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Publication numberUS2363646 A
Publication typeGrant
Publication dateNov 28, 1944
Filing dateMay 8, 1941
Priority dateMay 8, 1941
Publication numberUS 2363646 A, US 2363646A, US-A-2363646, US2363646 A, US2363646A
InventorsKeil Havard L, Victor Conquest
Original AssigneeArmour & Co
Export CitationBiBTeX, EndNote, RefMan
External Links: USPTO, USPTO Assignment, Espacenet
Hide treatment
US 2363646 A
Abstract  available in
Images(3)
Previous page
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Claims  available in
Description  (OCR text may contain errors)

Patented Nov. 28, 1944' Victor Conquest, Chicago, and Havard L. Keil, Clarendon Hills, 111., assignors to Armour and Company, Chicago, 111., a corporation of Illinois No Drawing. Application May 8, 1941,

Serial No. 392,520

12 Claims.

This invention relates to the treatment of. hides containing hair thereon and deals particularly with processes for recovering hair from hide materials. The invention is concerned also with the separate recovery of hair, fat and proteins from such hide materials.

There previously have been many processes for unhairing animal hides, and these processes involve the loosening of the hair so that it may be easily pulled from the hide. Also, there have been many methods known as bating" processes for removing hair from hides. These hating processes have in mind the subsequent use of the hide as leather, or the like, and the hair is destroyed or is injuriously affected for any subsequent use, most generally such hating treatment has involved the use of strong alkalies which chemically affect the hair.

The process of the present invention is different from the unhairing or the hating processes above mentioned and involves the digestion or disintegration of the hide, thus to remove itin the form of a solution from the hair, the hair not being aiiected by the treatment. To effect such disintegration we employ a proteolytic enzyme such as papain, for example.

The hide may be subjected to the action of a vegetable enzyme in the presence of water, and by the digestion process the hide is disintegrated and held in the water. Then the solution containing the digested material is removed, to separate it from the hair. In this procedure the vegetable enzymes, such as papain, bromelin, and ficin, are effective, but we find the animal enzymes, such as pancreatin and pepsin, are not satisfactory due to the length of time for digestion to take place. It is important that the digestion be fully completed before objectionable decomposition or spoiling takes place. The animal enzymes are unsatisfactory also because of their objectionable effect on the hair.

Another procedure within the invention involves a conditioning treatment with proteolytic enzymes whereby the hides are conditioned for disintegration but are not wholly digested and brought into solution. This conditioning treatment is then followed by a heating step in which the undigested hide materlalis broken down and disintegrated so that it can be removed with the liquid.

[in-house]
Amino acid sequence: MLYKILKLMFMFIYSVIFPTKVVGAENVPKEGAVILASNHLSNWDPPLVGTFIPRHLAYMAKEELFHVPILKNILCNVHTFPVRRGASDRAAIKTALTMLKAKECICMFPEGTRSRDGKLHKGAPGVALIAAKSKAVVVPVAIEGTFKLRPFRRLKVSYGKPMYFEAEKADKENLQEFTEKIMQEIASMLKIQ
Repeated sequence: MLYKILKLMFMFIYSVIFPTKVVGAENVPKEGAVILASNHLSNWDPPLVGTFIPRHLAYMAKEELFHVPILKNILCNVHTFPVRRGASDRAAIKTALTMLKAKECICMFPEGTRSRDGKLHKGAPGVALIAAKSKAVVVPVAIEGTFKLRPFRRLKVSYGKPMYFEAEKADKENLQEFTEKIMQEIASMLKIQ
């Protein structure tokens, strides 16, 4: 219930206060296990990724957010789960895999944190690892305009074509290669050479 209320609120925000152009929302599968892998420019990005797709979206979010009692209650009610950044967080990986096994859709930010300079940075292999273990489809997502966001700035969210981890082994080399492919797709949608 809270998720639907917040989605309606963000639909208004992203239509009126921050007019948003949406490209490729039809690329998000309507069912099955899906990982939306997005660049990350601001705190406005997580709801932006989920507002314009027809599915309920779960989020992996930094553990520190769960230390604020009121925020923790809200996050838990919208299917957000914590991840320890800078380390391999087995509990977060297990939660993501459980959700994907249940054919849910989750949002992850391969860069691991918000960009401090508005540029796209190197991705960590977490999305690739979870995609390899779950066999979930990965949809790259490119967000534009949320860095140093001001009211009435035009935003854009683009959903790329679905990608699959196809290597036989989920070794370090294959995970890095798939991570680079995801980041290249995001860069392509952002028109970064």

A further advantage is gained in the use of our processes by recovering the protein materials from the liquid solution. These proteins are good starting materials for the manufacture of glue and other useful products. Advantageously, the

solid substances recovered from the solution may be rendered to remove the fat therefrom, and the fat and proteins recovered as separate products.

As another feature of the invention we prefer first to treat the hide material with a suitable acid to reduce the pH to below 6.0 and preferably I between a pH of 2 and 5 .before the treatment with the enzyme. This pretreatment has proved particularly effective when the enzyme used is papain.

In our processes the hide materials are caused to disintegrate and be held in the liquid. In some respects the resulting liquid is a suspension of finely divided matter and in some respects a solution, but for cleamess of understanding we will call this resulting liquid, throughout this descrlption and in the appended claims, simply solution.

In practicing our invention an kind of animal hides may be used, and the hair recovered may be wool or other hair material derived from an animal source.- The invention finds particular practical utility in connection with scraps of hides too small to be useful as leather or skins.

In carrying out the improved processes, a quantity of hides, such as sheep scrap hides, may be washed to remove the blood, dirt, etc., and placed in a vat with a suitable quantity of water. The amount of water may be, for example, about 2 to 4 times by weight of the hides being treated.

To this we prefer to add an acid which may be muriatic acid, hydrochloric acid, or other acid not injurious to the hair or the enzyme. If desired, this acid water may be removed and the treatment repeated. The acid of the final bath should be sufllcient to bring the pH preferably to between .2 and 5. To this mixture may be added a suitthe enzyme has acted. This step includes heating the mixture to above F., and preferably between F. and boiling temperature. When not all of the skin matter has been previously dispersed in the liquid, this heat treatment serves to disintegrate or break down the undigested material and bring it also into the liquid in dispersed form. In this case the initial enzyme treatment has served to condition the protein matter for heat breakdown, since without such conditioning treatment there would be no appreciable breakdown. The heat necessary for this last mentioned step may be supplied by any suitable means and may be continued about one hour more or less. In some instances we find it advantageous to inject steam into the mass, maintaining pressure of about 5.to 20 pounds per square inch.